Robert Mueller, the former FBI director who is now leading the investigation of potential ties between Donald Trump’s campaign and Russian officials, was a lawyer for Trump son-in-law and adviser Jared Kushner right up until Mueller resigned from Wilmer to accept his appointment as special counsel in the Russia probe.
The two ex-Wilmer partners who have joined Mueller’s special counsel team, Aaron Zebley and James Quarles, were also Kushner’s lawyers. And they and Mueller represented former Trump campaign chair Paul Manafort, too, when they were Wilmer partners.
Now that they’re under the auspices of the Justice Department, Mueller, Zebley and Quarles will be examining interactions between Russian officials and their former clients Manafort and Kushner. And if the facts warrant it, they have the authority to prosecute their former clients.
Is that ethical? Last week, Justice Department ethics experts reportedly cleared Mueller to take the special counsel assignment. But the Justice Department obviously does not speak for Kushner and Manafort. Can the Wilmer clients claim the Mueller investigation is tainted by conflicts? And can the White House – which, as my Reuters colleague Julia Edwards Ainsley was the first to report, has already proposed undermining Mueller by citing conflicts – claim Mueller should be disqualified because he was counsel to Kushner and Manafort?
I posed those questions to six experts on law firm ethics. Their unanimous answer: Under the Washington, D.C. bar’s rules of professional conduct, Mueller and the other former Wilmer partners on his team are free to investigate and even prosecute Manafort and Kushner - as long as the onetime Wilmer lawyers did not acquire confidential information about the firm’s clients.
They didn’t, according to Wilmer co-managing partner Robert Novick. In a phone interview Tuesday, Novick reiterated what Wilmer officials have said since Mueller’s special counsel appointment: Mueller had no involvement in the Kushner or Manafort matters and no access to confidential information about them.
How can Mueller, Zebley and Quarles have been counsel to Manafort and Kushner without obtaining confidential information about them? The answer lies in the age-old ethics doctrine of imputation, in which every lawyer in a firm is considered to represent every client of the firm. That doctrine dates back to the days when law firm partners could all fit around one table and chat about their cases over lunch. Now, of course, firms may have hundreds of lawyers spread around the world. Partners don’t even necessarily know one another, let alone have access to confidential details about one other’s cases.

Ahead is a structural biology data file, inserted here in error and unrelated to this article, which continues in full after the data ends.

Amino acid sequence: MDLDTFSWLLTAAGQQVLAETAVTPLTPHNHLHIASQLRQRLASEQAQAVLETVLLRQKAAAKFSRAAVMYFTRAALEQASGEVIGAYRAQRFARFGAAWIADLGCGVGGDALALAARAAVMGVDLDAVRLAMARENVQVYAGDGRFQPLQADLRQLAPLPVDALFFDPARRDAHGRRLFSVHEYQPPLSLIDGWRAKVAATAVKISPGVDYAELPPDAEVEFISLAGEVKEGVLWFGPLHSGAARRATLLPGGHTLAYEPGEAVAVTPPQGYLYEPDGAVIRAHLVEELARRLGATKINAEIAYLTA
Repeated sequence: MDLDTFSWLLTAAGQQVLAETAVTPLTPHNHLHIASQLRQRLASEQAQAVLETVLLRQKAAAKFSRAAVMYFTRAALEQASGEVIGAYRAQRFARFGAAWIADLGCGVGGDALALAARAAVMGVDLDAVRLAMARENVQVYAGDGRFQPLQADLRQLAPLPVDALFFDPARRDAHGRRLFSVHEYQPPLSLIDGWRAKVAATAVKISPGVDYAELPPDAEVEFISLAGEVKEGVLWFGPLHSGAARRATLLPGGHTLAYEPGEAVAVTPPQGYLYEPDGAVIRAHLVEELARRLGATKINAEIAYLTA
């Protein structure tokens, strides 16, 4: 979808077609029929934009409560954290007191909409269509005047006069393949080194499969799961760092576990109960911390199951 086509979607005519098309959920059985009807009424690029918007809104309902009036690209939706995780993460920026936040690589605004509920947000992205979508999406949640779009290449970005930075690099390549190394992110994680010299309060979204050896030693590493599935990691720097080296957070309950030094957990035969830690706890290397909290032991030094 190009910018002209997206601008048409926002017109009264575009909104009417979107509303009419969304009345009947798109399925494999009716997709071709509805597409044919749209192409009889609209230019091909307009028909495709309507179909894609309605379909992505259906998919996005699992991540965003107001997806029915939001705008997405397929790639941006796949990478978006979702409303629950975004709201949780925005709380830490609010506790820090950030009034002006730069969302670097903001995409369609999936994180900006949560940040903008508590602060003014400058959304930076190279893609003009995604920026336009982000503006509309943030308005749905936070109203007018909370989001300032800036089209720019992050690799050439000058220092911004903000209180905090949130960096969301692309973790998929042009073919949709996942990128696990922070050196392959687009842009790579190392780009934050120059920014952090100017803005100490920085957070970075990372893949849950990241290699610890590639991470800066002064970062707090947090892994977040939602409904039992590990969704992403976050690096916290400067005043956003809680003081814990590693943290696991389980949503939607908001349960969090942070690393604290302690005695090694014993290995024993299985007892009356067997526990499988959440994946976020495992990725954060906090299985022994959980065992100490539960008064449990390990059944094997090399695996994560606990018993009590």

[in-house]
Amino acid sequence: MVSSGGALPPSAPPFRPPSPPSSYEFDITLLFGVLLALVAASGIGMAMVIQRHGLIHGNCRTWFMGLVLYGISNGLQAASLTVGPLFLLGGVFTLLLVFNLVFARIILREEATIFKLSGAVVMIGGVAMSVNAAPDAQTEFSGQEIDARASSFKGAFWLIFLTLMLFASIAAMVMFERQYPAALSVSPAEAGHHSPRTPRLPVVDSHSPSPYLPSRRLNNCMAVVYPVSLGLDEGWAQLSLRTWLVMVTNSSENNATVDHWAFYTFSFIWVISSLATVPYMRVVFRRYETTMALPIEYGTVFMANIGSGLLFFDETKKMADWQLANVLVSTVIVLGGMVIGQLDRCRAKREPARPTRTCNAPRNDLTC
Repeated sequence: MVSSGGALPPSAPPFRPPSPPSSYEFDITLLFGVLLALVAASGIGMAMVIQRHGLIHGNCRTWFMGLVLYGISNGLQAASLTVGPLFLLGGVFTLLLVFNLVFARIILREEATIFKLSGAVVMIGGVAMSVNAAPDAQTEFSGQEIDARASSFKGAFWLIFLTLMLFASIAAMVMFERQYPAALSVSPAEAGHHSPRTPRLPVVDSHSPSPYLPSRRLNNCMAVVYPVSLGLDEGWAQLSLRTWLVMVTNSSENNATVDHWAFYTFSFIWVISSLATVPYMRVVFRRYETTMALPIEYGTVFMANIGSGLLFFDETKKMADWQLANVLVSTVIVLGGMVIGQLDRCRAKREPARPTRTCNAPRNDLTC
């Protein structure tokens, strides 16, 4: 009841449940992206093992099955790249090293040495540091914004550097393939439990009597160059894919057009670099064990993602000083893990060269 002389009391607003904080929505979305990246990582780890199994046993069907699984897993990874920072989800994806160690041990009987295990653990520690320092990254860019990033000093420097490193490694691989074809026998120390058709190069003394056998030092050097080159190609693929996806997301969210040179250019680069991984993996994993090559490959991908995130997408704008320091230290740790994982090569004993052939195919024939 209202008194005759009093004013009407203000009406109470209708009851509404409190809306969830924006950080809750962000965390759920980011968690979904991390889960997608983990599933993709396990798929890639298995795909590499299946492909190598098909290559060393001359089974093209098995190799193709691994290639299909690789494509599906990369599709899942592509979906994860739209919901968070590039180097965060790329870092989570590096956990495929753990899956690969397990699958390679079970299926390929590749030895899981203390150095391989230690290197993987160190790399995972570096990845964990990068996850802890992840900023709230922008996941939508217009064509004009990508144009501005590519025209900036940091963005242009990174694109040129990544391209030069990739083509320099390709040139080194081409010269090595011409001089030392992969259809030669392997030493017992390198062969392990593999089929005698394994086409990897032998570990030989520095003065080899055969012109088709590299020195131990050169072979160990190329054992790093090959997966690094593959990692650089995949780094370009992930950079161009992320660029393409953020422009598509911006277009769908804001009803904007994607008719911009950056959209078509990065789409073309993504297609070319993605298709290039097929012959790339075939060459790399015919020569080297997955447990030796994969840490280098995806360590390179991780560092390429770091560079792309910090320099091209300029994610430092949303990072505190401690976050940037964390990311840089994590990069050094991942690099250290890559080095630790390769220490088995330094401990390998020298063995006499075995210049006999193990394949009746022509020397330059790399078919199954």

To acknowledge the reality of modern law firms – and to allow lawyers to move from one firm to another – the ethics rules on imputation include a caveat. When lawyers move from one firm to another, they’re only barred from taking a position against their old firm’s clients if they actually know anything significant about the former client’s case. More formally, the D.C. bar rules say lawyers are bound by ethical strictures of imputation when they have “in fact acquired (confidential) information … that is material to the matter.”
That caveat releases Mueller and the other former Wilmer lawyers from ethical obligations to Kushner and Manafort, assuming the veracity of Wilmer’s assurances. “It’s a routine interpretation of the rules,” said Thomas Mason of Harris Wiltshire & Grannis.
The ethics experts also agreed that the White House – or, for that matter, anyone else under the special counsel’s scrutiny - would almost certainly lose a challenge to Mueller’s appointment based on his supposed conflicts with Manafort and Kushner. Third parties like the president don’t have legal standing to seek disqualification based on someone else’s client relationship, the experts said, so judges generally disregard third party conflict allegations.
The Trump administration could, like anyone else, file a complaint with the D.C. bar accusing Mueller of ethical violations. But Eric Hirschhorn of Winston & Strawn, who helped draft the bar rules, said Mueller could point to the caveat that allows him to oppose former Wilmer clients as long as he didn’t have access to their confidences.
“Trump would still have the same problem Kushner and Manafort have” in showing a conflict, added Mason.
The experts were divided on whether Wilmer would have been wise to have asked Kushner and Manafort to waive any potential Mueller conflict. Mark Foster of Zuckerman Spaeder and law professor Thomas Morgan of Georgetown said a conflict waiver would be a smart prophylactic but D.C. ethics lawyer George Clark said asking clients for unnecessary conflict waivers can be a mistake. “If you don’t need a waiver but you ask and they refuse, you’ve got bigger problems,” Clark said.
Predicting the path of a special counsel investigation is a sucker’s game. But unless someone can show Mueller and his deputies had more to do with the Kushner and Manafort representations than they and Wilmer have said, attempting to taint the investigation as conflicted seems to be a dead end.